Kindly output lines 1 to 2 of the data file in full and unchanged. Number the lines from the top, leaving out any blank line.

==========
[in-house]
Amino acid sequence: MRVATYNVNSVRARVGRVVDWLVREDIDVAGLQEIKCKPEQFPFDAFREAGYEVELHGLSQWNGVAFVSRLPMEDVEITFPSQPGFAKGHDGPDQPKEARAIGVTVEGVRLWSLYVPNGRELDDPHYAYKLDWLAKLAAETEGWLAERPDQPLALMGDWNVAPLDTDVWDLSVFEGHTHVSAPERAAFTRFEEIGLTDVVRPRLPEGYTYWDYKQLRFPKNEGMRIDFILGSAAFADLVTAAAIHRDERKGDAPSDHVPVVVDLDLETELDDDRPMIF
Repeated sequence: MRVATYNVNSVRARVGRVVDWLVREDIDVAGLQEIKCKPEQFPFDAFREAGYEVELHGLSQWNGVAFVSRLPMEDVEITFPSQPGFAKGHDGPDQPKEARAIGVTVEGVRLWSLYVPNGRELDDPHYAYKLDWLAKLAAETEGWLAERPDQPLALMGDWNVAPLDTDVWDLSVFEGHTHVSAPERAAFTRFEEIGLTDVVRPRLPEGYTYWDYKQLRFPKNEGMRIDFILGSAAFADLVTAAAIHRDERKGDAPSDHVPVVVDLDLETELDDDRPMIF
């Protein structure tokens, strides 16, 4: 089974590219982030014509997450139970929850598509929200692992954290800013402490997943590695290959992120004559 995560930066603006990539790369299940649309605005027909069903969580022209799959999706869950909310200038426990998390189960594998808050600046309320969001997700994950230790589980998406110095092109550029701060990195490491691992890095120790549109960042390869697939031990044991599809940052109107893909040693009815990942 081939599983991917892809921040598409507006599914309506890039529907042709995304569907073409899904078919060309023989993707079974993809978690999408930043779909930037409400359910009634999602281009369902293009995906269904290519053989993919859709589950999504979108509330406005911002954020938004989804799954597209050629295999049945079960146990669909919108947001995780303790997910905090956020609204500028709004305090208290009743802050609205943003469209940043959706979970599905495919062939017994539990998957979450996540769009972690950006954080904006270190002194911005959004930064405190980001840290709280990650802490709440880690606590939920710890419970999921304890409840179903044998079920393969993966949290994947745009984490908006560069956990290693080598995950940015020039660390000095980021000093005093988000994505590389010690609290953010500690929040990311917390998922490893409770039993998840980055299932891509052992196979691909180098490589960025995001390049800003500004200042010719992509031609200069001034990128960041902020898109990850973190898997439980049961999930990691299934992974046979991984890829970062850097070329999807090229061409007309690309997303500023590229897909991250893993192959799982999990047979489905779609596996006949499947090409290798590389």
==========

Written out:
[in-house]
Amino acid sequence: MRVATYNVNSVRARVGRVVDWLVREDIDVAGLQEIKCKPEQFPFDAFREAGYEVELHGLSQWNGVAFVSRLPMEDVEITFPSQPGFAKGHDGPDQPKEARAIGVTVEGVRLWSLYVPNGRELDDPHYAYKLDWLAKLAAETEGWLAERPDQPLALMGDWNVAPLDTDVWDLSVFEGHTHVSAPERAAFTRFEEIGLTDVVRPRLPEGYTYWDYKQLRFPKNEGMRIDFILGSAAFADLVTAAAIHRDERKGDAPSDHVPVVVDLDLETELDDDRPMIF